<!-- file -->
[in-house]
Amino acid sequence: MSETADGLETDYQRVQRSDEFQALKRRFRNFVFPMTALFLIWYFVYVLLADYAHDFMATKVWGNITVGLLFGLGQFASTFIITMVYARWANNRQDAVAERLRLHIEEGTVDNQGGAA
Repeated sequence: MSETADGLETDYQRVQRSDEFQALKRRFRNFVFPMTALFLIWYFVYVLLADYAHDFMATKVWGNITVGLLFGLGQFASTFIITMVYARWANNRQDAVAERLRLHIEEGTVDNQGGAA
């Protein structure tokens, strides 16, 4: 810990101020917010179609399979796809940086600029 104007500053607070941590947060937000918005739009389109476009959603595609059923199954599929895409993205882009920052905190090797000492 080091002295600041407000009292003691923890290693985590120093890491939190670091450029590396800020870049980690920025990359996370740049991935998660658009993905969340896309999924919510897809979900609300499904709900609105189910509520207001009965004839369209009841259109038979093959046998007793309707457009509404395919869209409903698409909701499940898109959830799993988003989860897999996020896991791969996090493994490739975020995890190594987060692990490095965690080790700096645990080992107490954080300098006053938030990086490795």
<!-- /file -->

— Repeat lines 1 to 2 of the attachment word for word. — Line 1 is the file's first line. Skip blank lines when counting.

[in-house]
Amino acid sequence: MSETADGLETDYQRVQRSDEFQALKRRFRNFVFPMTALFLIWYFVYVLLADYAHDFMATKVWGNITVGLLFGLGQFASTFIITMVYARWANNRQDAVAERLRLHIEEGTVDNQGGAA